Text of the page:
How can I get a JME game working in a browser, like the .io games?


I am looking to put a jMonkeyEngine game I am developing into the browser. If you look at or for example, you simply visit the webpage and the game starts. What is the recommended way to do this with jMonkeyEngine?

I have looked into applets, however there seems to be no clear instructions for them (and they are deprecated and will be removed in java 9?). I tried experimenting with java webstart, but when my browser visits MyGame the browser simply tries to download the file rather than actually doing anything.

In other words, anything pointing my in the right direction and giving me a few basic instructions would be great.


Applets are pretty much thing of the past. If you’d like to develop for browser, I’d suggest html5 and js.


Yeah,applets have been recently deprecated. You should focus on new HTML5 technologies.

1 Like

Okay, but that doesn’t help me to actually solve the problem I have, of getting a JME game working in the browser. Could you be a bit more specific on how “new html5 technologies” will get a JME game working in the browser?

Even something like pressing a button in a browser and having it open up an OpenGL window would not be a bad second-best.

You can try Java Web Start Java Web Start - Wikipedia but it does not run directly in the browser. Otherwise, you can put a download link for your jme app and let the user download it and run in.

Btw, uses html5 and js. So if you’d like to create games like that you got to switch technologies.

Currently there is no way to use JME to develop browser applications. Webstart is only way to go as far as I know if it’s not yet deprecated as well. And webstart basically is “browser downloads file and then starts it outside the browser”.

Short answer is: you can’t with jme.
Long answer… There might be ways to do it with gwt, but it’s far from straight forward and you’d spend more time on the pipeline than on the game itself.

If it’s really what you need, maybe you should look into libgdx, that can be deployed as a web app.

Else there are js 3d engines like three.js. You can also look open scene graph that has a js port (osgjs) but doesn’t have any rendering facilities.


Hm. Not good. :frowning

So. Webstart. How do I get that to work? As I said, MyGame just tries to download the file rather than running anything.

This is HTML code created by JME. But when I click it, it tries to download the file and not run it? :frowning:

I think you should give GWT aan try.

It looks like it’s a mature project.

This is the link:

1 Like

I recently found about
It may be possible through JME-JFX , idk :rolling_eyes:

Well… Mature is a weird term for gwt. It’s been very used for web apps like 5 or 6 years ago but now it’s kind of a dying project…
It was made by Google but they handed the project to the community when they started to focus on angularjs… Since then the cool kids lost interest… But still a pretty solid technology IMO.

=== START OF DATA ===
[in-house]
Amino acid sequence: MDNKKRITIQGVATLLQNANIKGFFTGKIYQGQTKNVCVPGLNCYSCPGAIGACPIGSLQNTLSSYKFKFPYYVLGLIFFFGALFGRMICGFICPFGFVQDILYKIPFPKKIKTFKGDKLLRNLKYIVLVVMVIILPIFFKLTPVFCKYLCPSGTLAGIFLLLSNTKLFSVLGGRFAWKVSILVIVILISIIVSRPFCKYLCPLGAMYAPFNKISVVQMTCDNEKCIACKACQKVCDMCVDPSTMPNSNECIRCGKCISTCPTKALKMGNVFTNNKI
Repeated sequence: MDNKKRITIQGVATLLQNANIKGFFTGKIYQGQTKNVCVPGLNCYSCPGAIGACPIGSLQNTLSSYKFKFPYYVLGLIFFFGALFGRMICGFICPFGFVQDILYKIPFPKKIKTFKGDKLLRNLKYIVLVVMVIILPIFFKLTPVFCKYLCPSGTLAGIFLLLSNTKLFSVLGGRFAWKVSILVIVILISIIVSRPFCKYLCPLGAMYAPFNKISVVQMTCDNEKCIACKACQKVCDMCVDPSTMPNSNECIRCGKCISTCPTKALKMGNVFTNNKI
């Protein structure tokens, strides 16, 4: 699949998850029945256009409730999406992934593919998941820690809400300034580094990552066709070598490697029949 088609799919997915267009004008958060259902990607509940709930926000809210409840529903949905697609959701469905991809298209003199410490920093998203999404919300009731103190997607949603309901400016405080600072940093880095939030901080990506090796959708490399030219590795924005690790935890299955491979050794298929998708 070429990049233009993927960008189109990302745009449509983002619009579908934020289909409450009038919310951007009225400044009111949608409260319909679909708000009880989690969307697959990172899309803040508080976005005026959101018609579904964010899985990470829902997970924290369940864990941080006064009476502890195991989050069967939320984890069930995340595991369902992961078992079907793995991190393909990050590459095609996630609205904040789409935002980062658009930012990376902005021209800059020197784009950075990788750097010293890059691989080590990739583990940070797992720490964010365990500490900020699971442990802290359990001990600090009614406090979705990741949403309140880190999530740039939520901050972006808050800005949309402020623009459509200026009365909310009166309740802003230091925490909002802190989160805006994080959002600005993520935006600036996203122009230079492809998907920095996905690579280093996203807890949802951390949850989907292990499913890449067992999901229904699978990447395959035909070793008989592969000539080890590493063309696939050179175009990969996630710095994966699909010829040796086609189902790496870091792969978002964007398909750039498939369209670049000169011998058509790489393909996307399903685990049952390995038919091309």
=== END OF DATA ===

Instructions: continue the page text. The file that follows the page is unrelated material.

Have spent hours on webstart/applets but at the end of the day they all need to be signed, and I can’t do that.

Evidently, GWT does not seem to be portable to from jMonkeyEngine, so it’s pretty much useless to me. :confused:

Plus, these are a dead-end as they both require Java enabled on the browser which not many people do anymore.

Otherwise, self-signing webstart apps is not hard just for testing.

Only for testing. JVM nowadays require trusted signing to run without adding website into exception list. And it is not for free afaik.
It is easier to use HTML5 + JavaScript… There are some open-source libraries. And it is fast and simple

Java web view killer’s face

1 Like

Yea but it is not JME. :frowning:

How do I self-sign them? And, how can I get them signed by other people (even if it costs)? Go to project properties and try this (I don’t tried it with JME, but with JavaFX it worked. I think there is no difference). It says "RSA certificates may be purchased from a Certificate Authority
(CA) that supports RSA, such as VeriSign and Thawte. " . But I have never tried by myself.

And a big part of that is that both chrome and edge (now standard for new windows installations) do not support Java in the browser at all.

The skinny is that applets and webstart are the worst parts of java. They caused so much security issues, that they should be disabled. I was surprised that they latest as long as the did.

These days most browsers support is far more consistent form of js+otherstuff all now under the html5 banner. For browser games, its the way to go. Right tool for the job. jME is great but not for browser games. There are some good game libs /“engines” for js as well. Well at least the last time i looked around.

Oh and many of my unity friends have found out how poorly doing anything but direct html5/js works for browser. Basically unity games can cross build, but in practice it doesn’t work that well.